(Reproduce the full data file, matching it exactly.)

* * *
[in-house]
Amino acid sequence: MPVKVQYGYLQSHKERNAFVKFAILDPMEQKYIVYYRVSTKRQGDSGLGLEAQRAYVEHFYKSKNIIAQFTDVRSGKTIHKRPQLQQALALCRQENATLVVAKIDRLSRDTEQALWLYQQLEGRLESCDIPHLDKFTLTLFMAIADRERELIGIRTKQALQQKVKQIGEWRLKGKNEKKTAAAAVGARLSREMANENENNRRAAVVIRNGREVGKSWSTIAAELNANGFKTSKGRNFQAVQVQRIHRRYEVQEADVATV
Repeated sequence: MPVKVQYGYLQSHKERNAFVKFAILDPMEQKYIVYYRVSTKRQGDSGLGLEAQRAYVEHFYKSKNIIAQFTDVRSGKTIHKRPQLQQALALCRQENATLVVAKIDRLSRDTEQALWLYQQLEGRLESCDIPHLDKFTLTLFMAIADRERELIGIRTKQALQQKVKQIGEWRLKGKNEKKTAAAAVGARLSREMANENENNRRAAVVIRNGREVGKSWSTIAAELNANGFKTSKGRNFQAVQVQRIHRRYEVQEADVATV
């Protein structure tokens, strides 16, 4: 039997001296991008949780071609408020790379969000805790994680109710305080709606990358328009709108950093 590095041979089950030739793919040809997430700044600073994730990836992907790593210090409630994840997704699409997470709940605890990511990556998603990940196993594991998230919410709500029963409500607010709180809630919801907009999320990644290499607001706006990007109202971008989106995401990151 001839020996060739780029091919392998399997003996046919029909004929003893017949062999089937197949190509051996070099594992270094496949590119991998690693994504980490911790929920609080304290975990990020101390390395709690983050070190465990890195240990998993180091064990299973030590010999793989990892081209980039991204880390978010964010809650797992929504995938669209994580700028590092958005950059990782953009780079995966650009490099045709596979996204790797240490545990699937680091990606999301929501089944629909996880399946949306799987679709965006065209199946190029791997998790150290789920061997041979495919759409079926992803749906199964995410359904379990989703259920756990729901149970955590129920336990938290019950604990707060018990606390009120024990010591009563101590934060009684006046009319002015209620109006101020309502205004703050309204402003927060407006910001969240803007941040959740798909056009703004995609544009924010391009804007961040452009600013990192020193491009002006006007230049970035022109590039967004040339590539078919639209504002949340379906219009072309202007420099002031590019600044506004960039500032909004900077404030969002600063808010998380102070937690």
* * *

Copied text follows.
[in-house]
Amino acid sequence: MPVKVQYGYLQSHKERNAFVKFAILDPMEQKYIVYYRVSTKRQGDSGLGLEAQRAYVEHFYKSKNIIAQFTDVRSGKTIHKRPQLQQALALCRQENATLVVAKIDRLSRDTEQALWLYQQLEGRLESCDIPHLDKFTLTLFMAIADRERELIGIRTKQALQQKVKQIGEWRLKGKNEKKTAAAAVGARLSREMANENENNRRAAVVIRNGREVGKSWSTIAAELNANGFKTSKGRNFQAVQVQRIHRRYEVQEADVATV
Repeated sequence: MPVKVQYGYLQSHKERNAFVKFAILDPMEQKYIVYYRVSTKRQGDSGLGLEAQRAYVEHFYKSKNIIAQFTDVRSGKTIHKRPQLQQALALCRQENATLVVAKIDRLSRDTEQALWLYQQLEGRLESCDIPHLDKFTLTLFMAIADRERELIGIRTKQALQQKVKQIGEWRLKGKNEKKTAAAAVGARLSREMANENENNRRAAVVIRNGREVGKSWSTIAAELNANGFKTSKGRNFQAVQVQRIHRRYEVQEADVATV
């Protein structure tokens, strides 16, 4: 039997001296991008949780071609408020790379969000805790994680109710305080709606990358328009709108950093 590095041979089950030739793919040809997430700044600073994730990836992907790593210090409630994840997704699409997470709940605890990511990556998603990940196993594991998230919410709500029963409500607010709180809630919801907009999320990644290499607001706006990007109202971008989106995401990151 001839020996060739780029091919392998399997003996046919029909004929003893017949062999089937197949190509051996070099594992270094496949590119991998690693994504980490911790929920609080304290975990990020101390390395709690983050070190465990890195240990998993180091064990299973030590010999793989990892081209980039991204880390978010964010809650797992929504995938669209994580700028590092958005950059990782953009780079995966650009490099045709596979996204790797240490545990699937680091990606999301929501089944629909996880399946949306799987679709965006065209199946190029791997998790150290789920061997041979495919759409079926992803749906199964995410359904379990989703259920756990729901149970955590129920336990938290019950604990707060018990606390009120024990010591009563101590934060009684006046009319002015209620109006101020309502205004703050309204402003927060407006910001969240803007941040959740798909056009703004995609544009924010391009804007961040452009600013990192020193491009002006006007230049970035022109590039967004040339590539078919639209504002949340379906219009072309202007420099002031590019600044506004960039500032909004900077404030969002600063808010998380102070937690």